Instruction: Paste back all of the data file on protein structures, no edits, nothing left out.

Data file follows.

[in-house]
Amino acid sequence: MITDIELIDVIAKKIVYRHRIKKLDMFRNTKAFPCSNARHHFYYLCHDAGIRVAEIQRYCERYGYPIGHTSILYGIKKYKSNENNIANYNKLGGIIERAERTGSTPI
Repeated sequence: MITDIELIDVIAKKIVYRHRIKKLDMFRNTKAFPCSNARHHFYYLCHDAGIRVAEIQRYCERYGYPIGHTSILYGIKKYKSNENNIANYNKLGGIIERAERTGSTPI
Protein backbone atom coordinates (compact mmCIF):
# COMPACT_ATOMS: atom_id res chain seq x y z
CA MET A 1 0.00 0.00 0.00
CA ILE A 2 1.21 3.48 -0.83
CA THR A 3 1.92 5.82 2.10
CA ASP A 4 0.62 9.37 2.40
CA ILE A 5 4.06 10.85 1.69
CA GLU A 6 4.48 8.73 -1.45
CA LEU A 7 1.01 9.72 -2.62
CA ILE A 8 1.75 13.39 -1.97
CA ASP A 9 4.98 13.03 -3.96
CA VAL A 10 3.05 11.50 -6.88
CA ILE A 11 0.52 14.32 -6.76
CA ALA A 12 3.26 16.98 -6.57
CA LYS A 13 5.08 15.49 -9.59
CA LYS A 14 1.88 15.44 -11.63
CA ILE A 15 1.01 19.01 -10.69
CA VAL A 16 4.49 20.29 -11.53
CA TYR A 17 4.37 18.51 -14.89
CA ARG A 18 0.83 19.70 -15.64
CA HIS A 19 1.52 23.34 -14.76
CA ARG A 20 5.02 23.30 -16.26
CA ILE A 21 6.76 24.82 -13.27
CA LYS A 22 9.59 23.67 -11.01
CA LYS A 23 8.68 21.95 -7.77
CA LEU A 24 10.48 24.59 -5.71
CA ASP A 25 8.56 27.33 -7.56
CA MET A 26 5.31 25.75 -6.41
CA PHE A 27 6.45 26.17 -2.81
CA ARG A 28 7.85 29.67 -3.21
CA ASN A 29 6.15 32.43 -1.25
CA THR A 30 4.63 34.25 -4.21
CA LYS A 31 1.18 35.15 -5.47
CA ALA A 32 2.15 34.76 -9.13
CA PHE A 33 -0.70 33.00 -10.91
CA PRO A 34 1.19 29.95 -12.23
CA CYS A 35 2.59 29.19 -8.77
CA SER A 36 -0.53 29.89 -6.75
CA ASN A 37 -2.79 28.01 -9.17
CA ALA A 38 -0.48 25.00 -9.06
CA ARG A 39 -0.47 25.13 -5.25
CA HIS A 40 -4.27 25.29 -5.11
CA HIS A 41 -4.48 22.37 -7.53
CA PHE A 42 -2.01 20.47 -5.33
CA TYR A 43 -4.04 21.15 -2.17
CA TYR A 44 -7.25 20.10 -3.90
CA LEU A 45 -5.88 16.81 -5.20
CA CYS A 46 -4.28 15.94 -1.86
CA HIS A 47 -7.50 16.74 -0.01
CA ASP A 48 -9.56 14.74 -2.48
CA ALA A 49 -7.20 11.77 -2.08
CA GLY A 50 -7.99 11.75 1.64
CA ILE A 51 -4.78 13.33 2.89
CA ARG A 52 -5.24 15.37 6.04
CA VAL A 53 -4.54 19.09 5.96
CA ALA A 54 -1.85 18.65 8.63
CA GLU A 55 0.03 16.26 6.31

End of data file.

[in-house]
Amino acid sequence: MITDIELIDVIAKKIVYRHRIKKLDMFRNTKAFPCSNARHHFYYLCHDAGIRVAEIQRYCERYGYPIGHTSILYGIKKYKSNENNIANYNKLGGIIERAERTGSTPI
Repeated sequence: MITDIELIDVIAKKIVYRHRIKKLDMFRNTKAFPCSNARHHFYYLCHDAGIRVAEIQRYCERYGYPIGHTSILYGIKKYKSNENNIANYNKLGGIIERAERTGSTPI
Protein backbone atom coordinates (compact mmCIF):
# COMPACT_ATOMS: atom_id res chain seq x y z
CA MET A 1 0.00 0.00 0.00
CA ILE A 2 1.21 3.48 -0.83
CA THR A 3 1.92 5.82 2.10
CA ASP A 4 0.62 9.37 2.40
CA ILE A 5 4.06 10.85 1.69
CA GLU A 6 4.48 8.73 -1.45
CA LEU A 7 1.01 9.72 -2.62
CA ILE A 8 1.75 13.39 -1.97
CA ASP A 9 4.98 13.03 -3.96
CA VAL A 10 3.05 11.50 -6.88
CA ILE A 11 0.52 14.32 -6.76
CA ALA A 12 3.26 16.98 -6.57
CA LYS A 13 5.08 15.49 -9.59
CA LYS A 14 1.88 15.44 -11.63
CA ILE A 15 1.01 19.01 -10.69
CA VAL A 16 4.49 20.29 -11.53
CA TYR A 17 4.37 18.51 -14.89
CA ARG A 18 0.83 19.70 -15.64
CA HIS A 19 1.52 23.34 -14.76
CA ARG A 20 5.02 23.30 -16.26
CA ILE A 21 6.76 24.82 -13.27
CA LYS A 22 9.59 23.67 -11.01
CA LYS A 23 8.68 21.95 -7.77
CA LEU A 24 10.48 24.59 -5.71
CA ASP A 25 8.56 27.33 -7.56
CA MET A 26 5.31 25.75 -6.41
CA PHE A 27 6.45 26.17 -2.81
CA ARG A 28 7.85 29.67 -3.21
CA ASN A 29 6.15 32.43 -1.25
CA THR A 30 4.63 34.25 -4.21
CA LYS A 31 1.18 35.15 -5.47
CA ALA A 32 2.15 34.76 -9.13
CA PHE A 33 -0.70 33.00 -10.91
CA PRO A 34 1.19 29.95 -12.23
CA CYS A 35 2.59 29.19 -8.77
CA SER A 36 -0.53 29.89 -6.75
CA ASN A 37 -2.79 28.01 -9.17
CA ALA A 38 -0.48 25.00 -9.06
CA ARG A 39 -0.47 25.13 -5.25
CA HIS A 40 -4.27 25.29 -5.11
CA HIS A 41 -4.48 22.37 -7.53
CA PHE A 42 -2.01 20.47 -5.33
CA TYR A 43 -4.04 21.15 -2.17
CA TYR A 44 -7.25 20.10 -3.90
CA LEU A 45 -5.88 16.81 -5.20
CA CYS A 46 -4.28 15.94 -1.86
CA HIS A 47 -7.50 16.74 -0.01
CA ASP A 48 -9.56 14.74 -2.48
CA ALA A 49 -7.20 11.77 -2.08
CA GLY A 50 -7.99 11.75 1.64
CA ILE A 51 -4.78 13.33 2.89
CA ARG A 52 -5.24 15.37 6.04
CA VAL A 53 -4.54 19.09 5.96
CA ALA A 54 -1.85 18.65 8.63
CA GLU A 55 0.03 16.26 6.31